This trend alone can increase the security risks faced by companies and give rise to new challenges in how to manage the devices, applications and services in use.

One of the questions we asked was “Do you currently use any of your own devices in the workplace (e.g., computer, tablet, smartphone)?” Unsurprisingly those who had more technical roles (IT Professionals and Developers) were more likely to use their own devices. Surprisingly, nearly 70 percent of Information Workers also suggested that they use their own devices in the workplace.

[2] Own device usage in the workplace by audience

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Interestingly enough, we also asked how important it was for people to be able to use their own devices in the workplace. Significantly, while less than 20 percent of Home Users actually use their own devices in the workplace, around 38 percent felt it was very important that they be able to do so.

[2] Importance of using your own device in the workplace by audience

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I referenced the blurring of personal and business lives earlier and with the use of devices such as laptops and smartphones, inside the workplace and at home; it is perhaps easy to see why the lines can become blurred. We also asked respondents how important it is to be able to separate out personal and work profiles on devices. A good example of this would be the use of a laptop for both work and personal email. Would it be useful for people to be able to separate out these functions? Overwhelmingly, we found that most people would prefer to be able to do exactly that, especially those in more technical roles.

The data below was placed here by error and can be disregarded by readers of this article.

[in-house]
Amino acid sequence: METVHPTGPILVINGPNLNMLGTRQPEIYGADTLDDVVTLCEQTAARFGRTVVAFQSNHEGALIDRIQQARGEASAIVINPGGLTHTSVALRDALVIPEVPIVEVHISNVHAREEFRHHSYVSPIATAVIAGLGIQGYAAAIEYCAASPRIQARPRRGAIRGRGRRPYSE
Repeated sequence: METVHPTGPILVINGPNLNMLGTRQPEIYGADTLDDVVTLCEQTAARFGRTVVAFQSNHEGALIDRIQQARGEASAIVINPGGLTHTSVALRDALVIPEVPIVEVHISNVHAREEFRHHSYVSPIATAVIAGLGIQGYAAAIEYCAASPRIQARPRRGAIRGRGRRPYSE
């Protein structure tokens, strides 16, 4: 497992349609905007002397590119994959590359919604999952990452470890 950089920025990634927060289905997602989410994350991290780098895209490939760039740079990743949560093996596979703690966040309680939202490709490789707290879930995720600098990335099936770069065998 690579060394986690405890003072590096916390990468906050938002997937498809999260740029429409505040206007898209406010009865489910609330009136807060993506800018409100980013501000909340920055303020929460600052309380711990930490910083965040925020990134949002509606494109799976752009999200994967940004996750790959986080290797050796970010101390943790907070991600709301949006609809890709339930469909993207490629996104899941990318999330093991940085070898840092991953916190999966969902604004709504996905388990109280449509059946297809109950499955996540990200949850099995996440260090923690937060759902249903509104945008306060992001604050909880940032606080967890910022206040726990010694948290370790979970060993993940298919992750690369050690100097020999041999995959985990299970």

[3] Ability to separate out personal and work profiles on a device by audience

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Now we know that people would prefer to do with respect to using their own devices for work, what are companies encouraging or allowing? We asked people to indicate their organization’s policy on employees buying their own PCs or laptops for work purposes. It is important to note that we did not ask Information Workers or Home Users this question.

The purpose behind asking about an organization’s policy is to primarily focus on those companies that have taken steps to understand the risk vs. benefit equation. In this instance, we can see that the majority of companies do indeed have a policy. We also see that in most cases, employees are allowed to buy their own PCs or laptops for work purposes, but that they are not subsidized. This may suggest that as hardware becomes outdated and before the company replaces it, users are leveraging their own laptops and PCs for work.

Some companies provide employees with an allowance to purchase their own preferred hardware for work, which can mean IT departments supporting a wider range of hardware. However, still many organizations prohibit the use of such devices for work purposes.

[4] Organization’s policy on employees buying their own PCs or laptops by audience

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Beyond who buys the computer, what about an organization policy towards people installing own applications or personal data on the PC? In this instance, we see a slightly different picture whereby what you are allowed to do may depend more on your role. For example, Business and Policy Decision Makers are perhaps more restricted in installing their own applications and personal data vs. developers. A relatively small percentage of organizations (overall eight percent) do not have policies, and even fewer (overall two percent) didn’t know. Overall, less than 30 percent of organizations specifically prohibit employees from installing their own applications and personal data.

[5] Organization’s policy towards people installing own applications or personal data by audience